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LAPD Abandons Final Report

Department's promised inquiry was crippled by a code of silence, inexperienced investigators and a lack of priorities, panel says.

July 12, 2006|Scott Glover | Times Staff Writer

After long promising that it would provide a full public accounting of the Rampart Division scandal, the Los Angeles Police Department now acknowledges that it has not completed that work and has given up trying.

According to a blue ribbon panel assigned to sort through the corruption details, the LAPD's investigation into the scandal was hindered on several fronts.

The panel's report cited, among other things, bickering between police and prosecutors who were supposed to be working together, a lack of experienced investigators and a code of silence that discouraged officers from coming forward with information about colleagues suspected of misconduct.

"LAPD failed in its attempts to conduct its own investigations" into the Rampart crisis, the report said. "Indeed, if the department had intentionally tried to develop a plan to mask the extent of ... corruption and limit the number of officers punished, it could not have had a better plan."

The report is the fourth major study of the scandal, which was sparked by the admissions and allegations of Police Officer Rafael Perez.

The events unfolded during the terms of two chiefs of police -- Willie L. Williams and Bernard C. Parks, who is now a City Council member.

Perez once worked in the Rampart Division's anti-gang unit and was accused of stealing six pounds of cocaine that had been booked as evidence when he agreed to identify other allegedly crooked officers in exchange for a lighter sentence. He told investigators that officers in the anti-gang unit routinely falsified reports, planted evidence, administered beatings and covered up unjustified shootings.

Earlier reports on the scandal dealt primarily with failures in the criminal justice system that allowed abuses to occur. Connie Rice's group went further by delving into the department's efforts to investigate corruption and punish officers involved.

The panel found that the department's inquiry, conducted by a special task force of detectives, was flawed from the start. Numerous experts agreed that such an investigation "should operate like a widening net" in which wiretapping, surveillance and other methods are employed.

Although detectives used some of these methods during the investigation of Perez's drug theft, "the task force did not design such an investigation when following up on Perez's allegations of misconduct," according to the report.

As the scandal grew, detectives with little experience were assigned to the task force. To more senior investigators, the appointments seemed to be made with little consideration for who had the best skills for the job. Some high-ranking LAPD officials interviewed by the panel "recalled that some supervisors seemed to volunteer officers they wanted to get rid of for Rampart task force duty."

Setting priorities for the task force was also a problem, the panel found, "to the point where allegedly unlawful shootings languished without investigators while a team pursued allegations of an on-duty beer party at the Police Academy."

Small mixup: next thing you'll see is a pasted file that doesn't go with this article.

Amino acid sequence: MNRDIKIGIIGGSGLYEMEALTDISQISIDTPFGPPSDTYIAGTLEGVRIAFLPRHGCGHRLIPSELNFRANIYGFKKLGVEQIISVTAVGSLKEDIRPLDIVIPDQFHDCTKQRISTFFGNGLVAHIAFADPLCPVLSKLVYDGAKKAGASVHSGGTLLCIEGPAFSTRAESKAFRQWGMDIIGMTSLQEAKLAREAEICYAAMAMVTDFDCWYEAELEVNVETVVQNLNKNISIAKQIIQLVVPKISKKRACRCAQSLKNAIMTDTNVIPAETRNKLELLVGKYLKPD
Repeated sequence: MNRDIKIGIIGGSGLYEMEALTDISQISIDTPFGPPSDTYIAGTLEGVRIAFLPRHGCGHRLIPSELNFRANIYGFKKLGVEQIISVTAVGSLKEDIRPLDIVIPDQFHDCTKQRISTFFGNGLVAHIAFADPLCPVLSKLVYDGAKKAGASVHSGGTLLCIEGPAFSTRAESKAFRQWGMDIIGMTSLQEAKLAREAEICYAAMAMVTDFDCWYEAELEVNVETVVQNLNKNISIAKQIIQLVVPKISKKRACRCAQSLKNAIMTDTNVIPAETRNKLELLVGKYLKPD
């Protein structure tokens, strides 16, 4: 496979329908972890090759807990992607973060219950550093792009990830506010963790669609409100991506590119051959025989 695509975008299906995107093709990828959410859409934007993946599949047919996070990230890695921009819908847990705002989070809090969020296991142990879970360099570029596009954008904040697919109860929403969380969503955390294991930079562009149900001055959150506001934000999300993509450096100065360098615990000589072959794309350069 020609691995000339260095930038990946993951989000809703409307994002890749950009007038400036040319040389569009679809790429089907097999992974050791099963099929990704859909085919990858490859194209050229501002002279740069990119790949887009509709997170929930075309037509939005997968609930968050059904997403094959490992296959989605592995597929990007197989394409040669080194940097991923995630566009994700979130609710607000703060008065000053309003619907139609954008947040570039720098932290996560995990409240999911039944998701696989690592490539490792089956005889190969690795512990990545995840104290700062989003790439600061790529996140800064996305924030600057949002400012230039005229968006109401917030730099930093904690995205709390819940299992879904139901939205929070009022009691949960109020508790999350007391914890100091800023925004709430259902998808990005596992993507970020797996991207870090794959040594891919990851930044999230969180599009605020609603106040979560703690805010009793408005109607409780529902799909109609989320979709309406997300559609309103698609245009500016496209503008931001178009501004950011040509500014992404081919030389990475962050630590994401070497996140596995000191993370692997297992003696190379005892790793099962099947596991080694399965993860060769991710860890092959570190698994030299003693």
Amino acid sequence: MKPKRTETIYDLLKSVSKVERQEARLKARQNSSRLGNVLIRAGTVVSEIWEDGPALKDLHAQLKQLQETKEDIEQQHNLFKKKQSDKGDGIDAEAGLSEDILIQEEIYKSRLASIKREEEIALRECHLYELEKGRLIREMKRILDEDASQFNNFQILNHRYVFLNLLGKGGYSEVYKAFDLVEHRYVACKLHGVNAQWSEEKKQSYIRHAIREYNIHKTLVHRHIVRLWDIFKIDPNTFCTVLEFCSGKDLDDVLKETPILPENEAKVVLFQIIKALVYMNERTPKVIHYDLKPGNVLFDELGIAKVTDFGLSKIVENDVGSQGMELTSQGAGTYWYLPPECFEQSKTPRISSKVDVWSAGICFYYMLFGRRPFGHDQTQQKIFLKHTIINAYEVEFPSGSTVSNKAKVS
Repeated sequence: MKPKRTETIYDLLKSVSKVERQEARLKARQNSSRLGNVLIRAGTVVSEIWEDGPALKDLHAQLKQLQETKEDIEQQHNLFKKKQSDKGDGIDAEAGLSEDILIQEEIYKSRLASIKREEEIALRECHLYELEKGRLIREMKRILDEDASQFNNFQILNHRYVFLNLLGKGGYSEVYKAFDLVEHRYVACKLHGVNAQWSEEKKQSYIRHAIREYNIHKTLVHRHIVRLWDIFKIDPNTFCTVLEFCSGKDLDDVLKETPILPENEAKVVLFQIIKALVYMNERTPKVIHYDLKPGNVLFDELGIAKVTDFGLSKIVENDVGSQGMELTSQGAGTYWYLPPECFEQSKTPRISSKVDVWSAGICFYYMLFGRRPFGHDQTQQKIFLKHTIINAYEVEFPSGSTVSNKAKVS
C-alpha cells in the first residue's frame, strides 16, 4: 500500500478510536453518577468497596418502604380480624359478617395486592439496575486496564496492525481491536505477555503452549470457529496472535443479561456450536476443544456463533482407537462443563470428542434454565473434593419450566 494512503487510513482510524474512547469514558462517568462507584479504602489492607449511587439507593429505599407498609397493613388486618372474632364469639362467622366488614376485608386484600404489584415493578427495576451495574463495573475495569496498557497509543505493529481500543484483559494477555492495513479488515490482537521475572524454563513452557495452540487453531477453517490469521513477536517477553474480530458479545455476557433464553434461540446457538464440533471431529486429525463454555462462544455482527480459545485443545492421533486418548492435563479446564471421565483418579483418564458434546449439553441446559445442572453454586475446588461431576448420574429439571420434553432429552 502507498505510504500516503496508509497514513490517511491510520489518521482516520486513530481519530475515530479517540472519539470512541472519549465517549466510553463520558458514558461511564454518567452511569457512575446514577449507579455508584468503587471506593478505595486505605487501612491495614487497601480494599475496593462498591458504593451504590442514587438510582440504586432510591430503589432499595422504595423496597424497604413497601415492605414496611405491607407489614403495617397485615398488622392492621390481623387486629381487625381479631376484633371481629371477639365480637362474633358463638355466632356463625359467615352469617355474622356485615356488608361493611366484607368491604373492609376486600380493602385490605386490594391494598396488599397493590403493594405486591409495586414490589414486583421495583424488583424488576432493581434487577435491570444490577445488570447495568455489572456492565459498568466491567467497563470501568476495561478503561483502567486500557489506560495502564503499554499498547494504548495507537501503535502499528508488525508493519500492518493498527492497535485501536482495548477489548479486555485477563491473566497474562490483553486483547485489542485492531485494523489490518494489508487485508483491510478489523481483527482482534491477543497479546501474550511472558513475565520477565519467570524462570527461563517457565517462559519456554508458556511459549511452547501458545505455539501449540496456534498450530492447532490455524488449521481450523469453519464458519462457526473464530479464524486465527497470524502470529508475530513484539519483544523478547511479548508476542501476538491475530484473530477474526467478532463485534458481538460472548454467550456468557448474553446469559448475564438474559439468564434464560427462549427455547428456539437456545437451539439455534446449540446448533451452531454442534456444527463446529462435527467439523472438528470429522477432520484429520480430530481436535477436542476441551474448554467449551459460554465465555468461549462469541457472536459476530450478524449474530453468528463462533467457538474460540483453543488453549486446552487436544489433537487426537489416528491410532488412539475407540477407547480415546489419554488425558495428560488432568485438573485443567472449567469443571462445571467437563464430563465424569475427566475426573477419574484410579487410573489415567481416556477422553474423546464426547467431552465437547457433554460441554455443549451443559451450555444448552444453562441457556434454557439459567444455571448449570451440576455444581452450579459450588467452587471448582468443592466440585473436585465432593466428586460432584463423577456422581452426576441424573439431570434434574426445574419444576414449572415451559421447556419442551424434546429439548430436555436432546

The report also noted Perez's supposed failure of a polygraph exam. Though panel members cited experts who said the test was so flawed that its results could not be trusted, his purported failure had a devastating effect on his credibility. "The lie detector test was a shock; it took the wind out of our sails," said one deputy district attorney who was quoted in the report, but not named. "I think a different result would have colored the whole investigation differently."

The panel found that the investigation was also hindered by then-Chief Parks' refusal to grant administrative immunity to officers who witnessed misconduct but failed to promptly report it. Fear of being fired for such an offense probably prevented some officers from coming forward, the panel concluded.

A lack of cooperation between Parks and then-Dist. Atty. Gil Garcetti, in which the two publicly feuded over the investigation, severely hindered prosecutorial and investigative efforts," the report concluded.

Attempts to investigate officers internally through the LAPD's so-called Board of Rights process also faltered, the panel found. In such cases, an officer -- typically a sergeant with no formal legal training -- serves as the prosecutor. Two high-ranking LAPD officials and one civilian community member serve as judges.

In Rampart cases, the panel found, the system largely failed. The report said the officers who were supposed to prosecute cases were provided with incomplete files, were stonewalled by potential police witnesses and "were simply outmatched by the seasoned private defense attorneys representing accused officers."

Even some judges "seemed inclined against finding officers guilty in these cases," the report said. The panel was also critical of the department for failing to fulfill a promise by Parks to issue an "after-action" report on the scandal that would disclose the "exact nature and disposition of each allegation."

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